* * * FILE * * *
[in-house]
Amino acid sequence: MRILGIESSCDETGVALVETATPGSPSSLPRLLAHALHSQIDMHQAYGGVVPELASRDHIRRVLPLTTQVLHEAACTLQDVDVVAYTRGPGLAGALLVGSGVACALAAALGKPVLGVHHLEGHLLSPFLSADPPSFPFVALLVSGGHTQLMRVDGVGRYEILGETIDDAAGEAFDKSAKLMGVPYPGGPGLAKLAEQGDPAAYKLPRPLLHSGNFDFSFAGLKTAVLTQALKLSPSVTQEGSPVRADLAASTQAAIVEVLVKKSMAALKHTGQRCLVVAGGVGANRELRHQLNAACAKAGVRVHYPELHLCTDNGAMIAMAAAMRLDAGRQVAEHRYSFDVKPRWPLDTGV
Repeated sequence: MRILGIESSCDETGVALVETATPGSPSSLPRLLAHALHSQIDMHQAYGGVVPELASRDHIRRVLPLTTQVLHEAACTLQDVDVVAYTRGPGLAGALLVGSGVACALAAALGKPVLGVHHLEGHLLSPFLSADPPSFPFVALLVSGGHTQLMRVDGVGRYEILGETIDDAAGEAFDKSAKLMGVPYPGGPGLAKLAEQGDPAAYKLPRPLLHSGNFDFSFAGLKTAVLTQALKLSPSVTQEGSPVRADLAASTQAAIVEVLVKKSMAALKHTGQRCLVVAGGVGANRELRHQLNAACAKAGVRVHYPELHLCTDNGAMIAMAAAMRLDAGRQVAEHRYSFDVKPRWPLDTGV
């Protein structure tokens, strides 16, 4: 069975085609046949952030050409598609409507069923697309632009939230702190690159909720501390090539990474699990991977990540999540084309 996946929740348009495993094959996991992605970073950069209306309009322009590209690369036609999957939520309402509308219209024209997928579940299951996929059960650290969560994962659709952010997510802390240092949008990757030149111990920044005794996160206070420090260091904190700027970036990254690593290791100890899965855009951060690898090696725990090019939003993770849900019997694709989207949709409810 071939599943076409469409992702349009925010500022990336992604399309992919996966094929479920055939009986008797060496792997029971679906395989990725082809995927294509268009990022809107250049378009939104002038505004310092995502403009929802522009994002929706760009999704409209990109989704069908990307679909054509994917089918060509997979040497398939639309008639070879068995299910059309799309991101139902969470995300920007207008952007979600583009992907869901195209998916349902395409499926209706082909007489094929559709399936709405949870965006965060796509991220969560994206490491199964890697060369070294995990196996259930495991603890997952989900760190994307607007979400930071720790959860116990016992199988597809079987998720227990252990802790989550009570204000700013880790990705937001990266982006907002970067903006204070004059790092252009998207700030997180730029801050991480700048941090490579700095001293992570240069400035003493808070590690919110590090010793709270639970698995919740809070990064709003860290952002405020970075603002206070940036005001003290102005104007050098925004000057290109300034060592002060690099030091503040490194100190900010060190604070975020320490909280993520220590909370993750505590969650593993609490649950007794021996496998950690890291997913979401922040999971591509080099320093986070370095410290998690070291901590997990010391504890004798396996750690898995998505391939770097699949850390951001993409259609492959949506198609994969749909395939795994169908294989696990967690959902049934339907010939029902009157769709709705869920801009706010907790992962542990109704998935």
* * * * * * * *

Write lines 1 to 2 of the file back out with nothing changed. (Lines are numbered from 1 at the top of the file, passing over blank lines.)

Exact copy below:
[in-house]
Amino acid sequence: MRILGIESSCDETGVALVETATPGSPSSLPRLLAHALHSQIDMHQAYGGVVPELASRDHIRRVLPLTTQVLHEAACTLQDVDVVAYTRGPGLAGALLVGSGVACALAAALGKPVLGVHHLEGHLLSPFLSADPPSFPFVALLVSGGHTQLMRVDGVGRYEILGETIDDAAGEAFDKSAKLMGVPYPGGPGLAKLAEQGDPAAYKLPRPLLHSGNFDFSFAGLKTAVLTQALKLSPSVTQEGSPVRADLAASTQAAIVEVLVKKSMAALKHTGQRCLVVAGGVGANRELRHQLNAACAKAGVRVHYPELHLCTDNGAMIAMAAAMRLDAGRQVAEHRYSFDVKPRWPLDTGV